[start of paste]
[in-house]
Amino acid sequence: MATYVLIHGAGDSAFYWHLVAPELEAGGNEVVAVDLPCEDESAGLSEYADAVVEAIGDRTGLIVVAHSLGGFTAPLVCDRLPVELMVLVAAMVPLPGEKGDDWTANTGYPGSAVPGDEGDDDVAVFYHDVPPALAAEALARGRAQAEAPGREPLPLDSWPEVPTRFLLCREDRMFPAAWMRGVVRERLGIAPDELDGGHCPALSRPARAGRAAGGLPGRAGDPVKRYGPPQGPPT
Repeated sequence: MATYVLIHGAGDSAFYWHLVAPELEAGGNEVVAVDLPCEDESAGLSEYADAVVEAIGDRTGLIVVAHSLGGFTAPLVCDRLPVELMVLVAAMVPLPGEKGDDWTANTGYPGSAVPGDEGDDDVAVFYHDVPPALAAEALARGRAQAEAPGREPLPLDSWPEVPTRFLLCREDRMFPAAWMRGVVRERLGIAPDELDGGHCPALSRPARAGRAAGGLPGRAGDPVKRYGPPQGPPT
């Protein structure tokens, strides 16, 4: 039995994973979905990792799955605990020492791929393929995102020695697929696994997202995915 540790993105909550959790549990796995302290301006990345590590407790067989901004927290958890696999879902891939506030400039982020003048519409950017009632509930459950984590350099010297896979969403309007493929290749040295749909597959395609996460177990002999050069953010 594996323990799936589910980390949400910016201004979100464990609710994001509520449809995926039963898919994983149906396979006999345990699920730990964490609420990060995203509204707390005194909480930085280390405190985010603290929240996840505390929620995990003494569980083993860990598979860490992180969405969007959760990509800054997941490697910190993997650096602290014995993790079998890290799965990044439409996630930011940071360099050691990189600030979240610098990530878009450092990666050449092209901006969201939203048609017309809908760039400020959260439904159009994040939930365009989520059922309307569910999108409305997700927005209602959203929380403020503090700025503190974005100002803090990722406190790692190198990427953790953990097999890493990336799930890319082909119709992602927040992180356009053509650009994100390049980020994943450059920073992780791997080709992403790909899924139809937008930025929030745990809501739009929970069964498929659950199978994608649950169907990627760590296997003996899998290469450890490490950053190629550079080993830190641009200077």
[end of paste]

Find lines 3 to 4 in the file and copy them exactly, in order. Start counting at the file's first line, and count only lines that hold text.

Repeated sequence: MATYVLIHGAGDSAFYWHLVAPELEAGGNEVVAVDLPCEDESAGLSEYADAVVEAIGDRTGLIVVAHSLGGFTAPLVCDRLPVELMVLVAAMVPLPGEKGDDWTANTGYPGSAVPGDEGDDDVAVFYHDVPPALAAEALARGRAQAEAPGREPLPLDSWPEVPTRFLLCREDRMFPAAWMRGVVRERLGIAPDELDGGHCPALSRPARAGRAAGGLPGRAGDPVKRYGPPQGPPT
């Protein structure tokens, strides 16, 4: 039995994973979905990792799955605990020492791929393929995102020695697929696994997202995915 540790993105909550959790549990796995302290301006990345590590407790067989901004927290958890696999879902891939506030400039982020003048519409950017009632509930459950984590350099010297896979969403309007493929290749040295749909597959395609996460177990002999050069953010 594996323990799936589910980390949400910016201004979100464990609710994001509520449809995926039963898919994983149906396979006999345990699920730990964490609420990060995203509204707390005194909480930085280390405190985010603290929240996840505390929620995990003494569980083993860990598979860490992180969405969007959760990509800054997941490697910190993997650096602290014995993790079998890290799965990044439409996630930011940071360099050691990189600030979240610098990530878009450092990666050449092209901006969201939203048609017309809908760039400020959260439904159009994040939930365009989520059922309307569910999108409305997700927005209602959203929380403020503090700025503190974005100002803090990722406190790692190198990427953790953990097999890493990336799930890319082909119709992602927040992180356009053509650009994100390049980020994943450059920073992780791997080709992403790909899924139809937008930025929030745990809501739009929970069964498929659950199978994608649950169907990627760590296997003996899998290469450890490490950053190629550079080993830190641009200077």